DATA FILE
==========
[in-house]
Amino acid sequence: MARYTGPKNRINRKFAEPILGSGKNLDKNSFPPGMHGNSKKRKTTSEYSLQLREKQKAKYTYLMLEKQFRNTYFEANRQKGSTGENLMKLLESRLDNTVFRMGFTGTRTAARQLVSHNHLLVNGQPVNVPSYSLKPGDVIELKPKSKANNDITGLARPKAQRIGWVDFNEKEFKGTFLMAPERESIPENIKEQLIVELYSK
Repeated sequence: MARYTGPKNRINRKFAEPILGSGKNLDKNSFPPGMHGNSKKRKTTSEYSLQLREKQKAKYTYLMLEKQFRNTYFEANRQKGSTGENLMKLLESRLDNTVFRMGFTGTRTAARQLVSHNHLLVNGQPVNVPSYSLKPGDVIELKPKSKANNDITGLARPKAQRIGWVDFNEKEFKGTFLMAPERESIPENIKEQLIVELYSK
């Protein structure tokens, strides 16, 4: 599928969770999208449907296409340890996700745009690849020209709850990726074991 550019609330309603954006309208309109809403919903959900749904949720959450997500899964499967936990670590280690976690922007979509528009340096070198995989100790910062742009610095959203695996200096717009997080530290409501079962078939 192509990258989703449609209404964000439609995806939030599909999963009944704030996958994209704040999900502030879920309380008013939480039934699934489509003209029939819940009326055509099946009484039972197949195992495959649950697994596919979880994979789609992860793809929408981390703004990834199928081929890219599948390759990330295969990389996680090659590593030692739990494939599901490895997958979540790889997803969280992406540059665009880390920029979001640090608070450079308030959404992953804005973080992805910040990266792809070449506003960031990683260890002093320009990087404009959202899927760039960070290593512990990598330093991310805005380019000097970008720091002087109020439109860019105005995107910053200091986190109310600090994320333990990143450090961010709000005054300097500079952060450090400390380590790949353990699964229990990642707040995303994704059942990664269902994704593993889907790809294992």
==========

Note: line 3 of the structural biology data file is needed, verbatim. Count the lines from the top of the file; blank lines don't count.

Repeated sequence: MARYTGPKNRINRKFAEPILGSGKNLDKNSFPPGMHGNSKKRKTTSEYSLQLREKQKAKYTYLMLEKQFRNTYFEANRQKGSTGENLMKLLESRLDNTVFRMGFTGTRTAARQLVSHNHLLVNGQPVNVPSYSLKPGDVIELKPKSKANNDITGLARPKAQRIGWVDFNEKEFKGTFLMAPERESIPENIKEQLIVELYSK